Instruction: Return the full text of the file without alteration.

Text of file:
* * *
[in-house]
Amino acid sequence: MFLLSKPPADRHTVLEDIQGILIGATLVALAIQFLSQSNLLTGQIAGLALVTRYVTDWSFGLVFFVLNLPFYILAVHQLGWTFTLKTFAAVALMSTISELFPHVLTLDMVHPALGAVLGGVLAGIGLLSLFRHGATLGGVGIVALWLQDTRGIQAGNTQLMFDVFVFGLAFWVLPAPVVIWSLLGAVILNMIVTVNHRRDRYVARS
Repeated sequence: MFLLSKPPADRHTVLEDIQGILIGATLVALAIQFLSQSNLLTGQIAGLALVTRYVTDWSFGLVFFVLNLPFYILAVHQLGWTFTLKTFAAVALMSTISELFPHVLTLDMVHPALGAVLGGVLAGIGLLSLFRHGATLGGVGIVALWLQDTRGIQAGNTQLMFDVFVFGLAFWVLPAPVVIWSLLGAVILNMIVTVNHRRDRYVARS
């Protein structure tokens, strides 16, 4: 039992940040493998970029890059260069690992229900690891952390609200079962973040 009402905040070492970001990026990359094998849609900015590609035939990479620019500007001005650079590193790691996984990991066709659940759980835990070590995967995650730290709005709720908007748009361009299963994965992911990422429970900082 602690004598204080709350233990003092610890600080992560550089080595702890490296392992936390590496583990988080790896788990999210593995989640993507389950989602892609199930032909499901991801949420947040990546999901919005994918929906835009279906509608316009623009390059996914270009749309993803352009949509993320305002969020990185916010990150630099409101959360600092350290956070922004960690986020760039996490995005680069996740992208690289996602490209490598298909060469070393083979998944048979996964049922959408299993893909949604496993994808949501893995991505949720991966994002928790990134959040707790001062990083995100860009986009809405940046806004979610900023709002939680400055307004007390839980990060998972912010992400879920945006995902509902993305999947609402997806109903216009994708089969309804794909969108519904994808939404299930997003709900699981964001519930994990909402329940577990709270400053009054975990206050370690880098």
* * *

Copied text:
[in-house]
Amino acid sequence: MFLLSKPPADRHTVLEDIQGILIGATLVALAIQFLSQSNLLTGQIAGLALVTRYVTDWSFGLVFFVLNLPFYILAVHQLGWTFTLKTFAAVALMSTISELFPHVLTLDMVHPALGAVLGGVLAGIGLLSLFRHGATLGGVGIVALWLQDTRGIQAGNTQLMFDVFVFGLAFWVLPAPVVIWSLLGAVILNMIVTVNHRRDRYVARS
Repeated sequence: MFLLSKPPADRHTVLEDIQGILIGATLVALAIQFLSQSNLLTGQIAGLALVTRYVTDWSFGLVFFVLNLPFYILAVHQLGWTFTLKTFAAVALMSTISELFPHVLTLDMVHPALGAVLGGVLAGIGLLSLFRHGATLGGVGIVALWLQDTRGIQAGNTQLMFDVFVFGLAFWVLPAPVVIWSLLGAVILNMIVTVNHRRDRYVARS
């Protein structure tokens, strides 16, 4: 039992940040493998970029890059260069690992229900690891952390609200079962973040 009402905040070492970001990026990359094998849609900015590609035939990479620019500007001005650079590193790691996984990991066709659940759980835990070590995967995650730290709005709720908007748009361009299963994965992911990422429970900082 602690004598204080709350233990003092610890600080992560550089080595702890490296392992936390590496583990988080790896788990999210593995989640993507389950989602892609199930032909499901991801949420947040990546999901919005994918929906835009279906509608316009623009390059996914270009749309993803352009949509993320305002969020990185916010990150630099409101959360600092350290956070922004960690986020760039996490995005680069996740992208690289996602490209490598298909060469070393083979998944048979996964049922959408299993893909949604496993994808949501893995991505949720991966994002928790990134959040707790001062990083995100860009986009809405940046806004979610900023709002939680400055307004007390839980990060998972912010992400879920945006995902509902993305999947609402997806109903216009994708089969309804794909969108519904994808939404299930997003709900699981964001519930994990909402329940577990709270400053009054975990206050370690880098």